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Bricks made of church tower debris

Dutch circular concept firms Brokkenmákers and New Horizon have developed a circular brick made from debris from the renovation of the Dom Tower of Utrecht and Dutch river clay.

The Dom Tower of Utrecht is the tallest church tower in the Netherlands as part of the never completed St. Martin’s Cathedral, also known as the Dom Church, which was built between 1321 and 1382. Since the collapse of the unfinished nave in 1674, the Dom Tower is freestanding.

Between 2020 and 2024, the Dom Tower is being renovated. The debris and grit that are left over are reused as much as possible. Brokkenmákers and New Horizon collaborated with brick manufacturer Wienerberger to initiate a special circular brick made of this leftover material. The result is the Domsteen (Dom Stone). The brick helps prevent demolition waste, and some of the proceeds go to an artwork made of light on the Tower.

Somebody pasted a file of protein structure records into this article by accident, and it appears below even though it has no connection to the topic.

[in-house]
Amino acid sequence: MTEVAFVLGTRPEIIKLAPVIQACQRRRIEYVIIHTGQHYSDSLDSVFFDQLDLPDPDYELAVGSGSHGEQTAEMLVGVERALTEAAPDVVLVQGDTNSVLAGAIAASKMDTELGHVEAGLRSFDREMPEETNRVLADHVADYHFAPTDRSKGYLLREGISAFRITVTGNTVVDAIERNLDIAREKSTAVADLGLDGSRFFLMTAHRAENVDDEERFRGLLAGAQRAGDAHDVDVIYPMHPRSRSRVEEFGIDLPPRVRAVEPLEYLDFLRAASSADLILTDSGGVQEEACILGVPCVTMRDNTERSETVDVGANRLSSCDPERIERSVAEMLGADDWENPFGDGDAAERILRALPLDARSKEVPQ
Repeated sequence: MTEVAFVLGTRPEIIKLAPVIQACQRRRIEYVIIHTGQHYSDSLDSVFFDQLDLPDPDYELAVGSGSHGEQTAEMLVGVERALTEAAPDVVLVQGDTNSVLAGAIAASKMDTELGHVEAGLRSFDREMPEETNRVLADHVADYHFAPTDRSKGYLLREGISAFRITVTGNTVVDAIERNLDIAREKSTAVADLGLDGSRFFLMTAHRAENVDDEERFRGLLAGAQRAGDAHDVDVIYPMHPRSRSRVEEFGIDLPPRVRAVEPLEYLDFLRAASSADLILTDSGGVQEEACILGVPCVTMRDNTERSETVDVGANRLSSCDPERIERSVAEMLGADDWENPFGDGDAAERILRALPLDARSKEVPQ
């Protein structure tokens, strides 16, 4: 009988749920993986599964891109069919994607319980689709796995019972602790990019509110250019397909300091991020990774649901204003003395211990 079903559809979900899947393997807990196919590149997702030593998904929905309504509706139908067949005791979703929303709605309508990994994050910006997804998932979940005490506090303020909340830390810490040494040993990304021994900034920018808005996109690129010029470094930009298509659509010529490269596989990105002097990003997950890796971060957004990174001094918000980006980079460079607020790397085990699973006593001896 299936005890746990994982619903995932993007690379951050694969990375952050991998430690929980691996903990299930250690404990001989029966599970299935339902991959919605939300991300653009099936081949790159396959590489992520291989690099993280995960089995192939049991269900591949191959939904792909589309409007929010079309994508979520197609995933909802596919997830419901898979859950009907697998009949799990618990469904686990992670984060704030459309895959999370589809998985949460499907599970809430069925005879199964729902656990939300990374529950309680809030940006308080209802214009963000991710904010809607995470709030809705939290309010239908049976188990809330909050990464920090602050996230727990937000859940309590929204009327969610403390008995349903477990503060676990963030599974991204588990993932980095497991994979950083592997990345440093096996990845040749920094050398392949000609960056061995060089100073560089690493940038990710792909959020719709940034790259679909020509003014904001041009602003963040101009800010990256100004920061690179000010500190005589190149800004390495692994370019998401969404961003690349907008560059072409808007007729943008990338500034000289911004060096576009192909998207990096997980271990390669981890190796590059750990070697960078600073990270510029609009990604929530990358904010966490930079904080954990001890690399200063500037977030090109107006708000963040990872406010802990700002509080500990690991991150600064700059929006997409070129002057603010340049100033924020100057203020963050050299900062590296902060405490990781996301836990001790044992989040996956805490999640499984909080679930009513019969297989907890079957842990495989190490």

New Horizon makes the debris suitable to use in the bricks. The main raw material is Dutch river clay, which is available abundantly and locally. The waste material of the Dom Tower is added, creating a brick that is both functional and aesthetic, according to the designers. The bricks are available in various colours and can be recycled at the end of the brick’s life cycle.

The Domsteen is part of the project ‘Van Dom tot steengoed’ (a play on the Dutch words Dom, both the name of the church and meaning dumb, and ‘steengoed’, meaning both really great and stoneware). The project aims to give the debris from the renovation a sustainable function and to fund the light art project ‘In Lumine Tuo’.

Photos: Brokkenmákers